In its latest revamping plans, Shell said last month that it was taking steps to address problems in its management structure, which has been viewed as divided and fractious.

The company is planning to merge its power and gas division with its exploration business and create two new units — one covering the Western hemisphere, and another the rest of the world. The changes are supposed to make the company more nimble by having fewer layers of bureaucracy.

“Our behaviors need to change,” Mr. Voser said in a widely quoted message to employees. “That will mean that fewer people will make strategic decisions. More people will implement them, and improving performance will be our guide and goal. We will become a simpler place to work. These are key changes, aiming to make our company fitter for the future.”

As he prepares to leave, Mr. van der Veer says there is much the company can be proud of. The company is one of the global leaders in the liquefied natural gas industry, a business it helped create. It is also one of the biggest investors in Canada’s tar sands, where Shell is still investing though other producers have cut back because of the drop in oil prices.

It also a leader in deepwater drilling, and in Qatar, the company is developing an innovative plant to turn natural gas into transportation fuel.

Shell is also well positioned to gain a foothold in Iraq — which is often considered the last great exploration frontier for the oil industry. The company has already signed a large gas contract there, and has been quietly training Iraqi engineers abroad for several years.“I think we have come a long way,” Mr. van der Veer said in an interview last week. After retiring, Mr. van der Veer will stay on as a nonexecutive board member.

Mr. van der Veer defended the company’s decision to focus its alternative investments on biofuels, while curtailing most future investments in solar and wind energy. Shell is building one of the largest biofuel operations by buying pioneering biotechnology companies in Canada and Germany.

“When oil and gas prices are lower, we have to set our priorities, rather than spread ourselves thin,” he said. The company Mr. van der Veer is leaving is very different from the one he took control of five years ago. On his first day in the top job, he faced an anxious board as the company faced a hailstorm of criticism after an accounting scandal. Previous management had overstated the company’s oil and gas reserves, forcing the company to cut back its proven reserves estimates by 25 percent. The company’s chairman was ousted, while investors lost confidence and the shares tumbled. Some analysts bet that Shell would be forced to merge with another oil company before the end of that year.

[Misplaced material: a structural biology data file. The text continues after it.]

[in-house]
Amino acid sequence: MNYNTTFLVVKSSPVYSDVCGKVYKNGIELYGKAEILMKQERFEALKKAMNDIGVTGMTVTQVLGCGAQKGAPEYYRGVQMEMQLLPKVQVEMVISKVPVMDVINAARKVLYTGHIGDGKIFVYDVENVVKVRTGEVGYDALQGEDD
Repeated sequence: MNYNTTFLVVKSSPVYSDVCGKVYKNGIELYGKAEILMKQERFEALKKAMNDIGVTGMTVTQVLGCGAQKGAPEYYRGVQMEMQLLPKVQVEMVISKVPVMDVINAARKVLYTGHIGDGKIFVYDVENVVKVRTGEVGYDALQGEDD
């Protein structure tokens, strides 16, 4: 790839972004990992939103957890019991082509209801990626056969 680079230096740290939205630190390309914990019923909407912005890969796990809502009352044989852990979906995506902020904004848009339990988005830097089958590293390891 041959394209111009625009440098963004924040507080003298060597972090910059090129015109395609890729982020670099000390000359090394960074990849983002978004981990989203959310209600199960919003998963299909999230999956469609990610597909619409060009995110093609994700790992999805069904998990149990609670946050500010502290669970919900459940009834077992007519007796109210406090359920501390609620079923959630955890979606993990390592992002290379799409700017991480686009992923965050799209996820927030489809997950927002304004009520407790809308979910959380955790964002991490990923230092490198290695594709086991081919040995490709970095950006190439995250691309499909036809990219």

Analysts credited Mr. van der Veer for quickly restoring confidence in the company. He abolished the company’s byzantine dual-holding structure — where the company operated as two entities in the Netherlands and Britain — which some analysts said led to lax oversight.

“Jeroen steadied the ship,” said Fadel Gheit, a veteran oil analyst at Oppenheimer & Company. “He put out the fire that almost engulfed the company after the reserves scandal. Unfortunately, he also had a tremendous period of inflation, which the industry never experienced before. They needed a financial guy to tighten the screws.”

In his final message to Shell managers and employees, Mr. van der Veer acknowledged some of Shell’s shortfalls.

“We have made progress at changing our culture and the way we behave,” he said. “In the past, the attitude for many senior managers was ‘self-first’ and there was too little attention to the big picture. Today that has largely disappeared.”